Hughey: the first step is admitting you have a problem

“Scottsdale doesn’t have a problem with discrimination.”

Angela Hughey

That’s what we’ve heard over and over again from opponents of a non-discrimination ordinance that would help to protect all Scottsdale residents, including gay and transgender residents, from discrimination in the workplace, housing and public accommodations.

But this week, the U.S. Equal Employment Opportunity Commission filed a complaint against 5th and Wine, a Scottsdale wine bar, on behalf of two employees who allege graphic and long-term harassment for being gay — and the perception of being gay — that culminated in the dismissal of one employee while the other employee quit.

Our question is, what now Scottsdale?

We know that the overwhelming majority of business owners in Scottsdale are good people and would never treat others in the despicable manner described in the complaint. The alleged discrimination serves as the perfect example of why an inclusive non-discrimination ordinance would not only deter the few bad actors, but also give people legal recourse in the unfortunate circumstance when they do face discrimination.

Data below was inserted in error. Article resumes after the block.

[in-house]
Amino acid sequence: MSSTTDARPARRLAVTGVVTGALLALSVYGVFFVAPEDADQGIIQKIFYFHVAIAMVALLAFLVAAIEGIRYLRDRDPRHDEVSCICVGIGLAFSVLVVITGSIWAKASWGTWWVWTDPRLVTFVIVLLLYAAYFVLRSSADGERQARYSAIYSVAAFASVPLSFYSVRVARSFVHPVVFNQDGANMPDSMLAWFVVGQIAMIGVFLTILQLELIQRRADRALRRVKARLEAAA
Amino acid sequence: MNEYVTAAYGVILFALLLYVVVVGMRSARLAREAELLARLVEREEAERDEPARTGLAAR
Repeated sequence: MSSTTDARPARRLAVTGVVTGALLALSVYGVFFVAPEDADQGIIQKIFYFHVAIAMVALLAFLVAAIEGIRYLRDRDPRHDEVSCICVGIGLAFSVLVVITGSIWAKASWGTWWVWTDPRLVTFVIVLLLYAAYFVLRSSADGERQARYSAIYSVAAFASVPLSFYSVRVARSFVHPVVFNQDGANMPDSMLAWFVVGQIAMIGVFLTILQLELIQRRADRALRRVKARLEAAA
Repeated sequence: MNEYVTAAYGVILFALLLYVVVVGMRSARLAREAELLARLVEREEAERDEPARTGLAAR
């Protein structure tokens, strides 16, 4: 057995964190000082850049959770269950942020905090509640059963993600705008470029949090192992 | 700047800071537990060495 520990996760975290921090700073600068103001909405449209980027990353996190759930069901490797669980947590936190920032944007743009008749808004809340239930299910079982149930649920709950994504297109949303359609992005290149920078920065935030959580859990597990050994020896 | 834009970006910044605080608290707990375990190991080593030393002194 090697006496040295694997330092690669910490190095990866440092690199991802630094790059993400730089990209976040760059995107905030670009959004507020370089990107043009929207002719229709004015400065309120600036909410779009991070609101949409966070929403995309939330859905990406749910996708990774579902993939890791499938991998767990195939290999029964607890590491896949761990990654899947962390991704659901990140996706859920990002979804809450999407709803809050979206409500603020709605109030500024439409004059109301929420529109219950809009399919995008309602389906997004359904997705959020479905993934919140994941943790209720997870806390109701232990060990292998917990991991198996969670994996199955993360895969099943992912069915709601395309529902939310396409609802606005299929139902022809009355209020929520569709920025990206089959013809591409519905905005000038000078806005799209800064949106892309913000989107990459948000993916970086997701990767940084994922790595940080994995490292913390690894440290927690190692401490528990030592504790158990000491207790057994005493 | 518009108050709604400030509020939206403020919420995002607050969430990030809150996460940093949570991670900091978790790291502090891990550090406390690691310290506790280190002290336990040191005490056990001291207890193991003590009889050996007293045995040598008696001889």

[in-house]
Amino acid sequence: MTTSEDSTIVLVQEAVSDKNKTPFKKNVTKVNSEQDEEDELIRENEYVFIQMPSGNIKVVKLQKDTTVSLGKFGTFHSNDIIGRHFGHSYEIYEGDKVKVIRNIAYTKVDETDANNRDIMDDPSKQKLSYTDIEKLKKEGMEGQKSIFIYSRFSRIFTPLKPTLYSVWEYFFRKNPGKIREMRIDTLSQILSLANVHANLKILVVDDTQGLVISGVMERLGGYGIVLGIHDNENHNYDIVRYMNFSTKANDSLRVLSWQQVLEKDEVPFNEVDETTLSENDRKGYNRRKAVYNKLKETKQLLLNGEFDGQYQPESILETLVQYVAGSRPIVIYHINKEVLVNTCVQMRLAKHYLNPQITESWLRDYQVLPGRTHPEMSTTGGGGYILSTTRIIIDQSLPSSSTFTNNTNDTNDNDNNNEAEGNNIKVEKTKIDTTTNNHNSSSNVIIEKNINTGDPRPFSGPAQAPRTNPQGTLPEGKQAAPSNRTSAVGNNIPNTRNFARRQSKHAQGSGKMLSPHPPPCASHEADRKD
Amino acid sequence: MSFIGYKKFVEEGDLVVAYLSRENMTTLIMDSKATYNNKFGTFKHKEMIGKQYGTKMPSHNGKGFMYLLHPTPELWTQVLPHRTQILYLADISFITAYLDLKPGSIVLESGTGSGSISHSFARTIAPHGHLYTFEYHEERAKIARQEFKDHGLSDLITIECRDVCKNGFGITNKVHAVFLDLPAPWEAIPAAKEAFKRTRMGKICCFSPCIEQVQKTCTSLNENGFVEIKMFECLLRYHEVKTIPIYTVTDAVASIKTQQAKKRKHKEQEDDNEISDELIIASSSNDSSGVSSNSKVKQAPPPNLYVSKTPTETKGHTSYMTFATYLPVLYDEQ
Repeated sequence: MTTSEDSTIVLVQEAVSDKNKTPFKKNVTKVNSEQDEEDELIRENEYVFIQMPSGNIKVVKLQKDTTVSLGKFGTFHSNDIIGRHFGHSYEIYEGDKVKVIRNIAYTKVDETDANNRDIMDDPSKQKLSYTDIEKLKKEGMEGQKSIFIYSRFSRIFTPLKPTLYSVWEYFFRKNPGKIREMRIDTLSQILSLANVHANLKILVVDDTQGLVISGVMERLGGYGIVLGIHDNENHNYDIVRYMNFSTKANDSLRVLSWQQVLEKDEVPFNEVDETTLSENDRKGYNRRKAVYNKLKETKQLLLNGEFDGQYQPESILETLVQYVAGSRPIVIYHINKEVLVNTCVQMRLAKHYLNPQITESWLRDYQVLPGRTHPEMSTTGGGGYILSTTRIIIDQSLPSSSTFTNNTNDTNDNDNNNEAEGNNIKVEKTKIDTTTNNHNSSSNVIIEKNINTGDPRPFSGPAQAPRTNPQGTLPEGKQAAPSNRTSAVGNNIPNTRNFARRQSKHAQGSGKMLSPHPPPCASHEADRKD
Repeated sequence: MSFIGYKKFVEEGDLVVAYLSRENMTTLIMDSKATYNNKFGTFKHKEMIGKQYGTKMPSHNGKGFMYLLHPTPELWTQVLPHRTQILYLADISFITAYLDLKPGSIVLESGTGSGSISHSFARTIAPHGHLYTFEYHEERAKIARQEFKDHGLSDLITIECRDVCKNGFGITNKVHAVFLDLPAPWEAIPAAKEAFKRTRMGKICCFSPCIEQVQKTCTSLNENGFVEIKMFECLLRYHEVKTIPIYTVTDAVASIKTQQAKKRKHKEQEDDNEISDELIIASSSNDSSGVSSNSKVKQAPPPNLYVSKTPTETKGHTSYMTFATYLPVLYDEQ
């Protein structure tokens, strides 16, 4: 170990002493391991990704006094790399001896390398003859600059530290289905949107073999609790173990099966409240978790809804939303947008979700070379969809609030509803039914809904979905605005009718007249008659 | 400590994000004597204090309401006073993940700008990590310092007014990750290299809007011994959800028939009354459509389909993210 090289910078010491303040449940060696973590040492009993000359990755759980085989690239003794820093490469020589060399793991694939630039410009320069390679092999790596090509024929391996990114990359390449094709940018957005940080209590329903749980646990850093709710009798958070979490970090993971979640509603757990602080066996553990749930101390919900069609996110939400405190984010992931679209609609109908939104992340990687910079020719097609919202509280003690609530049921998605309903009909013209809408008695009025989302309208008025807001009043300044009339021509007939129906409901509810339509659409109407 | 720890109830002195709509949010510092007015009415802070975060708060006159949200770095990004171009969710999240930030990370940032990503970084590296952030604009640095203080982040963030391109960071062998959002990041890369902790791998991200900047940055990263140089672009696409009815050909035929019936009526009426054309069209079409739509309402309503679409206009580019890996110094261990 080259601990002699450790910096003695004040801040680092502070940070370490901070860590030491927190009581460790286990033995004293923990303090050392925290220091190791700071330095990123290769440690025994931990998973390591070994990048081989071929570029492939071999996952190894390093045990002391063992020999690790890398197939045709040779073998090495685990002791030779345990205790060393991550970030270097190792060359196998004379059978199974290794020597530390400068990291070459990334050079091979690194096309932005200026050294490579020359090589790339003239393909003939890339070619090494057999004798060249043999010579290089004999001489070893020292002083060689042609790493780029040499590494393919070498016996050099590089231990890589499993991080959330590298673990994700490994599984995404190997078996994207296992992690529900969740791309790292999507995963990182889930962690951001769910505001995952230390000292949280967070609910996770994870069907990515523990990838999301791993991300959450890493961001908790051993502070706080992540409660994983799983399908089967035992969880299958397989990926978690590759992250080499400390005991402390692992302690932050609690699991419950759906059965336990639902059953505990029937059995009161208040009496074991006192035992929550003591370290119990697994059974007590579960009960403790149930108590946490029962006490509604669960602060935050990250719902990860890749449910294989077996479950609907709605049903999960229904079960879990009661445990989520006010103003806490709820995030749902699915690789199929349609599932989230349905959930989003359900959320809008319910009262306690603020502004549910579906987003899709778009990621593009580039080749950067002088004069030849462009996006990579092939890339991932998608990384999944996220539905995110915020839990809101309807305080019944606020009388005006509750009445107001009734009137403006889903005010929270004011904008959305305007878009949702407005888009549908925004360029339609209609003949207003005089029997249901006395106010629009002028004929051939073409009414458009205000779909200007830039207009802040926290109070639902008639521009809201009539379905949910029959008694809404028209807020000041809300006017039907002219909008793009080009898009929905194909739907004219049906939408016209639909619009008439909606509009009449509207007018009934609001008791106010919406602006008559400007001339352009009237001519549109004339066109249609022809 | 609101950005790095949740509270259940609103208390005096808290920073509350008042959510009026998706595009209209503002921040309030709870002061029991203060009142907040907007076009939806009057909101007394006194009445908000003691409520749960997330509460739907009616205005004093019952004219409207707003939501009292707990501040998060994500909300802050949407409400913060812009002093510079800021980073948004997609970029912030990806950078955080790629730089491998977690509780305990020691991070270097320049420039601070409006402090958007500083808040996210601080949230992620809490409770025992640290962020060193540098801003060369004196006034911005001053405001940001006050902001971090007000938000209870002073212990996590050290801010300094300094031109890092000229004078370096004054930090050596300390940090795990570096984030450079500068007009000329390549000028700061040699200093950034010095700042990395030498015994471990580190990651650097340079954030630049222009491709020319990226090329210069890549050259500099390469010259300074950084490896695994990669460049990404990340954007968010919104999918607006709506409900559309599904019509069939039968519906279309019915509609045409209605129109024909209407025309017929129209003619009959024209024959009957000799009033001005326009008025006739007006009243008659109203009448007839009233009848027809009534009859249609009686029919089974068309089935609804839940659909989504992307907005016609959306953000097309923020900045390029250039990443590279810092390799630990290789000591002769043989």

We hope the EEOC complaint leads to justice for the people involved. We also hope the city of Scottsdale sees this as a reality check that discrimination sadly does and will continue to exist. Although the city can’t proactively prevent all forms of discrimination, they can put mechanisms in place so that when it does occur, people are able to seek help.

No one in our community should feel like they are second-class citizens because they aren’t afforded the same protections under the law as other Arizonans. We hope Scottsdale does the right thing for all, not just some, of its citizens. Admitting that we can and must do more to be inclusive is the first step.

Editor’s note: Ms. Hughey is the president and co-founder of ONE Community

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